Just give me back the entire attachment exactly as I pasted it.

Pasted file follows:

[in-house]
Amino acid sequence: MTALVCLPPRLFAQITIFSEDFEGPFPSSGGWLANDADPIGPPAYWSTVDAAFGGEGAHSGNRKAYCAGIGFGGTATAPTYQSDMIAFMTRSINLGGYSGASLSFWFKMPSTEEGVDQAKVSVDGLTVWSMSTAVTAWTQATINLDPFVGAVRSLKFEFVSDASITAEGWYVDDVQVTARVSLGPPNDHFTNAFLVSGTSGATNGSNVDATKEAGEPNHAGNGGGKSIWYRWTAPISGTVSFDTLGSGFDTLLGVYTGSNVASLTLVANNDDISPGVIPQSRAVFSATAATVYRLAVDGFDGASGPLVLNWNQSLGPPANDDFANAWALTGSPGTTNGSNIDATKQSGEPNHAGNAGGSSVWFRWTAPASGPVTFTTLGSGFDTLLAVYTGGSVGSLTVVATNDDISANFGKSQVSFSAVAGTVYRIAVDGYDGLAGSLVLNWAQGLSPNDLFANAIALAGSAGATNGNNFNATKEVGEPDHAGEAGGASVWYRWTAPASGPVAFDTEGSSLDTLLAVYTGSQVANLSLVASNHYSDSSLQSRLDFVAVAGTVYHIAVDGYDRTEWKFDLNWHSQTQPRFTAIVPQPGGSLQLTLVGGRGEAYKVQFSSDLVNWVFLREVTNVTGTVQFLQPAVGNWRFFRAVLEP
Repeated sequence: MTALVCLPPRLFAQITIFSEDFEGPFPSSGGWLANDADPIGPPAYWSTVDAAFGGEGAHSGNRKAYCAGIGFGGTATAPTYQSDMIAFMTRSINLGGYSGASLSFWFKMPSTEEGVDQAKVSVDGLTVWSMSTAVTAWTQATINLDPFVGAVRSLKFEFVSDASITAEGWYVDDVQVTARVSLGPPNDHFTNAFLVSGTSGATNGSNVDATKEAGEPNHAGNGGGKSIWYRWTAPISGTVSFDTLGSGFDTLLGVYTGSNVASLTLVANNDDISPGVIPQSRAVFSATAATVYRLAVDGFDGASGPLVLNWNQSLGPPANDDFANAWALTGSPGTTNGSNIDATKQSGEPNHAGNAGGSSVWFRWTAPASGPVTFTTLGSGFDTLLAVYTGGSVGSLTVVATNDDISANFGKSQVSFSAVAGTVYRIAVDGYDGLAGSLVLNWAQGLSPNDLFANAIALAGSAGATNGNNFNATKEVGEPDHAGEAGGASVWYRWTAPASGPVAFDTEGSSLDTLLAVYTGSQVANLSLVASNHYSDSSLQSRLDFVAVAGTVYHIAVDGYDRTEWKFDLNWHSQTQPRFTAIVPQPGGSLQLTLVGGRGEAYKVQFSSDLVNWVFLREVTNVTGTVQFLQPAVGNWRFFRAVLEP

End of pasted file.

[in-house]
Amino acid sequence: MTALVCLPPRLFAQITIFSEDFEGPFPSSGGWLANDADPIGPPAYWSTVDAAFGGEGAHSGNRKAYCAGIGFGGTATAPTYQSDMIAFMTRSINLGGYSGASLSFWFKMPSTEEGVDQAKVSVDGLTVWSMSTAVTAWTQATINLDPFVGAVRSLKFEFVSDASITAEGWYVDDVQVTARVSLGPPNDHFTNAFLVSGTSGATNGSNVDATKEAGEPNHAGNGGGKSIWYRWTAPISGTVSFDTLGSGFDTLLGVYTGSNVASLTLVANNDDISPGVIPQSRAVFSATAATVYRLAVDGFDGASGPLVLNWNQSLGPPANDDFANAWALTGSPGTTNGSNIDATKQSGEPNHAGNAGGSSVWFRWTAPASGPVTFTTLGSGFDTLLAVYTGGSVGSLTVVATNDDISANFGKSQVSFSAVAGTVYRIAVDGYDGLAGSLVLNWAQGLSPNDLFANAIALAGSAGATNGNNFNATKEVGEPDHAGEAGGASVWYRWTAPASGPVAFDTEGSSLDTLLAVYTGSQVANLSLVASNHYSDSSLQSRLDFVAVAGTVYHIAVDGYDRTEWKFDLNWHSQTQPRFTAIVPQPGGSLQLTLVGGRGEAYKVQFSSDLVNWVFLREVTNVTGTVQFLQPAVGNWRFFRAVLEP
Repeated sequence: MTALVCLPPRLFAQITIFSEDFEGPFPSSGGWLANDADPIGPPAYWSTVDAAFGGEGAHSGNRKAYCAGIGFGGTATAPTYQSDMIAFMTRSINLGGYSGASLSFWFKMPSTEEGVDQAKVSVDGLTVWSMSTAVTAWTQATINLDPFVGAVRSLKFEFVSDASITAEGWYVDDVQVTARVSLGPPNDHFTNAFLVSGTSGATNGSNVDATKEAGEPNHAGNGGGKSIWYRWTAPISGTVSFDTLGSGFDTLLGVYTGSNVASLTLVANNDDISPGVIPQSRAVFSATAATVYRLAVDGFDGASGPLVLNWNQSLGPPANDDFANAWALTGSPGTTNGSNIDATKQSGEPNHAGNAGGSSVWFRWTAPASGPVTFTTLGSGFDTLLAVYTGGSVGSLTVVATNDDISANFGKSQVSFSAVAGTVYRIAVDGYDGLAGSLVLNWAQGLSPNDLFANAIALAGSAGATNGNNFNATKEVGEPDHAGEAGGASVWYRWTAPASGPVAFDTEGSSLDTLLAVYTGSQVANLSLVASNHYSDSSLQSRLDFVAVAGTVYHIAVDGYDRTEWKFDLNWHSQTQPRFTAIVPQPGGSLQLTLVGGRGEAYKVQFSSDLVNWVFLREVTNVTGTVQFLQPAVGNWRFFRAVLEP